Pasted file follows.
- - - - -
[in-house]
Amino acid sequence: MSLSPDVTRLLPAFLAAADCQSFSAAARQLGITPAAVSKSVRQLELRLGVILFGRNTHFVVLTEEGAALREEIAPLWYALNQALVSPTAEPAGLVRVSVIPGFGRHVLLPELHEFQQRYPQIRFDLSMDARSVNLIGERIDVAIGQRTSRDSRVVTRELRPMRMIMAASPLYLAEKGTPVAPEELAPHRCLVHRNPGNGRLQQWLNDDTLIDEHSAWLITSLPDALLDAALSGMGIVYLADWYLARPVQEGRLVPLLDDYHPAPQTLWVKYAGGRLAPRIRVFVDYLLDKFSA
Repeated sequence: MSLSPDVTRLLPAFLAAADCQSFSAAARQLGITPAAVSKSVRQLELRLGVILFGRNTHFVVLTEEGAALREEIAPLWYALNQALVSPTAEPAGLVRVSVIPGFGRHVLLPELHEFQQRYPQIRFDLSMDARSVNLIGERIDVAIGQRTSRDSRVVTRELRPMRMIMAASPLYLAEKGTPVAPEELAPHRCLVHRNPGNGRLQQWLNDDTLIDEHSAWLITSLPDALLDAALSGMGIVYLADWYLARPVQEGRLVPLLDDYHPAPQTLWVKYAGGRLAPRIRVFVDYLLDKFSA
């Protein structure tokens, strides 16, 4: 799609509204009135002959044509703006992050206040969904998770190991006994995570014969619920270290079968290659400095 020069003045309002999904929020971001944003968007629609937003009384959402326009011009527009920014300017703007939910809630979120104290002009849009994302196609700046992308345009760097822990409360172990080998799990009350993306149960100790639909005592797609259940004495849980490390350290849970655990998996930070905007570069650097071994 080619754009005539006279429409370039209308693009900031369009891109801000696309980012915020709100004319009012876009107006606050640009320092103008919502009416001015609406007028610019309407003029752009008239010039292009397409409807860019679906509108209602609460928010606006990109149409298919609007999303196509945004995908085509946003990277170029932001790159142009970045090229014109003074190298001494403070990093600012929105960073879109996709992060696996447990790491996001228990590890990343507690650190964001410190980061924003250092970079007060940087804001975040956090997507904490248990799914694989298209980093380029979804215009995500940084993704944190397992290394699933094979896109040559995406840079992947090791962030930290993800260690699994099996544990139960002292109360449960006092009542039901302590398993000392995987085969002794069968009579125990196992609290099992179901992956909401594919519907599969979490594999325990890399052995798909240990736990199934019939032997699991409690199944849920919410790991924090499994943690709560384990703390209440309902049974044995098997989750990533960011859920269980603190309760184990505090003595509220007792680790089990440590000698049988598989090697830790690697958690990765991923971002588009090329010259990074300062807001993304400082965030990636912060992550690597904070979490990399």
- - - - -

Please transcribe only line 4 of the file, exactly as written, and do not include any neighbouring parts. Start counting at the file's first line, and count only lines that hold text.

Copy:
């Protein structure tokens, strides 16, 4: 799609509204009135002959044509703006992050206040969904998770190991006994995570014969619920270290079968290659400095 020069003045309002999904929020971001944003968007629609937003009384959402326009011009527009920014300017703007939910809630979120104290002009849009994302196609700046992308345009760097822990409360172990080998799990009350993306149960100790639909005592797609259940004495849980490390350290849970655990998996930070905007570069650097071994 080619754009005539006279429409370039209308693009900031369009891109801000696309980012915020709100004319009012876009107006606050640009320092103008919502009416001015609406007028610019309407003029752009008239010039292009397409409807860019679906509108209602609460928010606006990109149409298919609007999303196509945004995908085509946003990277170029932001790159142009970045090229014109003074190298001494403070990093600012929105960073879109996709992060696996447990790491996001228990590890990343507690650190964001410190980061924003250092970079007060940087804001975040956090997507904490248990799914694989298209980093380029979804215009995500940084993704944190397992290394699933094979896109040559995406840079992947090791962030930290993800260690699994099996544990139960002292109360449960006092009542039901302590398993000392995987085969002794069968009579125990196992609290099992179901992956909401594919519907599969979490594999325990890399052995798909240990736990199934019939032997699991409690199944849920919410790991924090499994943690709560384990703390209440309902049974044995098997989750990533960011859920269980603190309760184990505090003595509220007792680790089990440590000698049988598989090697830790690697958690990765991923971002588009090329010259990074300062807001993304400082965030990636912060992550690597904070979490990399």